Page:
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Useful Notes / Atari Lynx

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Top: The original Lynx. Bottom: The Lynx II.

The Atari Lynx was the first color handheld console, and also the first 16-bit handheld console. The system was originally developed by Amiga designers R.J. Mical and Dave Needle for Epyx, under the name "Handy Game". When Epyx faced financial troubles, they sought to partner with a big video game company and eventually made a deal with Atari Corporation. The system was renamed and it released in September 1989 — two months after the North American launch of Nintendo's Game Boy — for US$179.99 with the pack-in California Games.

The Lynx was a beast of a handheld far beyond the Game Boy. It was 16-bit with specifications similar to a TurboGrafx-16 crammed into handheld form, with scaling and rotating sprite capabilities a couple years before the Super Nintendo Entertainment System launched with Mode 7 technology. Not only was the screen in color like the later Sega Game Gear, but backlit as well. The Lynx could also support multiplayer games with up to 8 players using the ComLynx adapter — the Lynx version of Todd's Adventures in Slime World was even the first game to ever support 8-player co-op. One of the most interesting aspects of the system is that it was given an extra pair of face buttons so it could flipped upside down and played that way to accommodate left-handed players. A select few games, such as Klax, were even meant to be played in portrait orientation.

While initial sales for the Lynx were promising, it failed to maintain momentum and ended up buried by the Game Boy and even the later Game Gear. The Lynx was bulky, had twice the price tag of a Game Boy, and ate through six AA batteries in four hours. The Game Boy won public opinion hands down, proving the theory of Gunpei Yokoi's Game Boy design paradigm of size, cost and battery life. While Atari released the cheaper Lynx II (US$99) with changes meant to address some of the original model's failings (smaller size, rubber grips for comfort, a cleaner screen, the ability to turn off the backlight to save power), it did little to stop the system's decline.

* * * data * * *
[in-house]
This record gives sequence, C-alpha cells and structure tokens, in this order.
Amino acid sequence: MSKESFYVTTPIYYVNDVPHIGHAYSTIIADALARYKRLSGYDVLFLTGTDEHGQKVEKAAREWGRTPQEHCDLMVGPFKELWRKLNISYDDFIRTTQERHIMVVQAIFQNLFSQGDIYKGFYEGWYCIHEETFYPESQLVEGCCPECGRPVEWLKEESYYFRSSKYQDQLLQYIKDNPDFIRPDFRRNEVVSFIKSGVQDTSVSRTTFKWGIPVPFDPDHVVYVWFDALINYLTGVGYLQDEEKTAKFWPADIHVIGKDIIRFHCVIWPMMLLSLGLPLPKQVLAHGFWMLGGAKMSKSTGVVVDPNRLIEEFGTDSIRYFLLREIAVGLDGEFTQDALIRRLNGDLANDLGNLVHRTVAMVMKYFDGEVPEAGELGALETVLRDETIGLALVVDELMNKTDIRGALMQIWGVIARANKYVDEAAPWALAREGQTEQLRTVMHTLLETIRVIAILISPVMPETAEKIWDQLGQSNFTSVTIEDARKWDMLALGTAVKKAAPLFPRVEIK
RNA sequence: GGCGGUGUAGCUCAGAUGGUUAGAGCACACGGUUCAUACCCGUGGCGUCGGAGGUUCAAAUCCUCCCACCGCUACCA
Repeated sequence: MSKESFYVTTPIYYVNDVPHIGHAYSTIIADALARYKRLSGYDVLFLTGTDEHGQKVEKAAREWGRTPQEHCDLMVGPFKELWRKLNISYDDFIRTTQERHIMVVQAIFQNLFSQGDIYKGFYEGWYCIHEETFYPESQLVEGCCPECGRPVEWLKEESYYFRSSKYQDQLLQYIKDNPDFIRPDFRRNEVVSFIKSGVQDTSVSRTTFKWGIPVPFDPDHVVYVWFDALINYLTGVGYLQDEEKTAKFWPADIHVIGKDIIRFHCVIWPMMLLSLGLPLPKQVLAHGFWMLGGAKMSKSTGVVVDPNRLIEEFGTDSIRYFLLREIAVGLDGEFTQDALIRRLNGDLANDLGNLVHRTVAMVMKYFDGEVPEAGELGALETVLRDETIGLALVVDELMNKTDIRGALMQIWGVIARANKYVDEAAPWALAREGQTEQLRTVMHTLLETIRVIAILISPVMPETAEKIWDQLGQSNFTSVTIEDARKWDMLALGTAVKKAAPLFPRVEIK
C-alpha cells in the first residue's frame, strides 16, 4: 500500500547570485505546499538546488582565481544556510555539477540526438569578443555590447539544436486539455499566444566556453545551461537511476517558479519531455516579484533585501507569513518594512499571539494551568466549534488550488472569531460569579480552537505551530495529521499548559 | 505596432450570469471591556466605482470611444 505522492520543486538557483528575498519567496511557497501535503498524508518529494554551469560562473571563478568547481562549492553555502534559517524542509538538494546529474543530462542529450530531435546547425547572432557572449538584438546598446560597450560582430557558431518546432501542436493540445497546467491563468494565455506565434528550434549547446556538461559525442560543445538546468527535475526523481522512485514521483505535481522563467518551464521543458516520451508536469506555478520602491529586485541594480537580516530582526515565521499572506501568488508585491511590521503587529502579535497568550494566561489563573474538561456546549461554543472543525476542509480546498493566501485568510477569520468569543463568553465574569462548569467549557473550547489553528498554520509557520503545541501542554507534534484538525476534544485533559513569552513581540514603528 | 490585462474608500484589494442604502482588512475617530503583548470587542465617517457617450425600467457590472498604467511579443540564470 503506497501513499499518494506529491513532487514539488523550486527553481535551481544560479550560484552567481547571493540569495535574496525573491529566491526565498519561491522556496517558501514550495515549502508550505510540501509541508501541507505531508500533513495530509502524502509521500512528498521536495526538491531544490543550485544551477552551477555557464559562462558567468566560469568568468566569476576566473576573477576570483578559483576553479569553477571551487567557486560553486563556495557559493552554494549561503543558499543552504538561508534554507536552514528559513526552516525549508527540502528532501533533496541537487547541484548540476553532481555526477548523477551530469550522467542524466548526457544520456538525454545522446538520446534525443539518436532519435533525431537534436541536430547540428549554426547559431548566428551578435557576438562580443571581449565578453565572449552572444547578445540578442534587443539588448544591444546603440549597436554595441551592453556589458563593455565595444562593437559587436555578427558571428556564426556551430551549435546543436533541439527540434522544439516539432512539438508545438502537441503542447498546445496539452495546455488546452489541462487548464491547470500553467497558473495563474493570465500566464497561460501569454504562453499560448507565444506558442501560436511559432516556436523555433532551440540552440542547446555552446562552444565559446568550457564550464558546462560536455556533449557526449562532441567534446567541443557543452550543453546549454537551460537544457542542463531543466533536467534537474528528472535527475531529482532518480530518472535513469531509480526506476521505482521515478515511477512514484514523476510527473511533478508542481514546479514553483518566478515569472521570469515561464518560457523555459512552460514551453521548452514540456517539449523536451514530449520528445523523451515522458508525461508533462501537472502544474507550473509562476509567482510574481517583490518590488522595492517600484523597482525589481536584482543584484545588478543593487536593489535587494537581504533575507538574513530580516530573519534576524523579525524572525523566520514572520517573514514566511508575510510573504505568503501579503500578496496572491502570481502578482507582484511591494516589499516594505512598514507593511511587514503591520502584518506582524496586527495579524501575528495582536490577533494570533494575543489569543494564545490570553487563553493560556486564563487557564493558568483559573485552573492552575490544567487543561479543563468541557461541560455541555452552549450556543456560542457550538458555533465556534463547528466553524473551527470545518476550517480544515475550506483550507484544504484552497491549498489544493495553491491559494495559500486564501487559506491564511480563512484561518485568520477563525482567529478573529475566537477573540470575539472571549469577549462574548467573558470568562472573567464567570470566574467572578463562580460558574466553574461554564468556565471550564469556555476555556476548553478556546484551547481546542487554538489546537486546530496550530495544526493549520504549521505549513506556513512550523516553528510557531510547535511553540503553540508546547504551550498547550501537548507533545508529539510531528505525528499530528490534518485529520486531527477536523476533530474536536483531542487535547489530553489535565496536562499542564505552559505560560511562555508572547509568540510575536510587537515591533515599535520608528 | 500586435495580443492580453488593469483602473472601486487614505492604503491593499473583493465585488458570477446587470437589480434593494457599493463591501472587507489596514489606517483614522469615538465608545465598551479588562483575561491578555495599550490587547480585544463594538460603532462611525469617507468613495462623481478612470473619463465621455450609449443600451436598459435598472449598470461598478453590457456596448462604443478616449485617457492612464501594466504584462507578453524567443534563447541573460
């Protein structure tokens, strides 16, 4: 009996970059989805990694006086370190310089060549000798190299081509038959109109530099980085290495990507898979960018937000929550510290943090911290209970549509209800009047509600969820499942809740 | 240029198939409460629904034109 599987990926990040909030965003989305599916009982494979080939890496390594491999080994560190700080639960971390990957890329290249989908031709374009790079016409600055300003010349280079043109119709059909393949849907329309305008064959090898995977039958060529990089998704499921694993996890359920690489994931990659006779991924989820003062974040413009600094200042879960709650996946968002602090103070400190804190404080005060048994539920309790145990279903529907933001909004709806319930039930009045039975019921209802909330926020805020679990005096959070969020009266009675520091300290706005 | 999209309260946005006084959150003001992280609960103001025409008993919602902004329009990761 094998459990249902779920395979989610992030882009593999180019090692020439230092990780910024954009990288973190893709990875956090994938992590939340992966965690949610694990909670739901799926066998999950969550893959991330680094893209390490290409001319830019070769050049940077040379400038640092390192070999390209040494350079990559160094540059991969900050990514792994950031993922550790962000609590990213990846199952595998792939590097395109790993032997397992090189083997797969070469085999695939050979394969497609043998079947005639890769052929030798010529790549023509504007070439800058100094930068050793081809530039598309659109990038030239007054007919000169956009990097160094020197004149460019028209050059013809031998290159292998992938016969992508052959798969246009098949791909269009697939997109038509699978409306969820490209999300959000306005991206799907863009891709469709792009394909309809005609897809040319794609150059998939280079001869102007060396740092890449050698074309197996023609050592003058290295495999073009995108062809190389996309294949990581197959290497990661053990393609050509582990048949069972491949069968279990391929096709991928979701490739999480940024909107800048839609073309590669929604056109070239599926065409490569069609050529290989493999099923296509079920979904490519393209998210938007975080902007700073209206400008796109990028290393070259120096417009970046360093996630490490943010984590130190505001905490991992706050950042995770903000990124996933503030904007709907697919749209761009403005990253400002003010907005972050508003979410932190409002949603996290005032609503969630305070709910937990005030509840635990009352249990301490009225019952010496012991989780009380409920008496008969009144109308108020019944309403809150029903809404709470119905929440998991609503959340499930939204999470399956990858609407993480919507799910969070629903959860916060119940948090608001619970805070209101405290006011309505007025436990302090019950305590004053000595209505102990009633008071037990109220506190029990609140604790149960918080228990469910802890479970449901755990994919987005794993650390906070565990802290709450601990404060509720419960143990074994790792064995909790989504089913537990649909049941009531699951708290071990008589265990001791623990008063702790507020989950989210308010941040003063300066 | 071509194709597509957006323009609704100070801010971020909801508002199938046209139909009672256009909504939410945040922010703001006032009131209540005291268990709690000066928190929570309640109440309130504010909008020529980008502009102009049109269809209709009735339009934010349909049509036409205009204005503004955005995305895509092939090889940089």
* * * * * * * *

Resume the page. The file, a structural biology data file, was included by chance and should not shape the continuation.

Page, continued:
The Lynx's library was also very lacking. Jack Tramiel, the then-CEO of Atari Corp, had a negative reputation as a business partner, scaring off potentially valuable third-party developers from supporting the system. Atari couldn't pick up the slack with first-party titles due to insufficient resources and their games just not enjoying the same level of appeal found in Nintendo and Sega's IPs. The Lynx ended its 6-year life selling about 3 million units with a paltry library of 74 gamesnote  and little to show in the way of Killer Apps. Despite this, the Lynx enjoys a healthy community of homebrew developers post-mortem and is still receiving new games well into The New '20s.

One last bit of interesting trivia: Lynx games could only be programmed on Amiga computers. Atari was forced to buy product from one of their home PC competitors to make games for their handheld.



  • CPU: MOS 6502, 4 MHz.
  • GPU: Custom "Suzy" 16-bit graphics processor with blitter and math coprocessor. 16 MHz.


  • 64K RAM.
  • Cartridges up to 512K.


  • 160x102 resolution.
  • 16 colors per scanline from a 4096-color palette.
  • The screen can be flipped upside down to accommodate left-handed players, or held vertically for portrait-oriented games.
  • The LCD screen is backlit, the first of its kind for a handheld. The Lynx II has an option to turn the backlight off.


  • Four channels, 8 bit.
  • The original model outputs in mono while the Lynx II is stereo.
  • 3.5mm headphone jack.


  • 6 AA batteries give 4-5 hours (original) or 5-6 hours (Lynx II) of play. The Lynx II can also turn the backlight off to get extra time out of the batteries.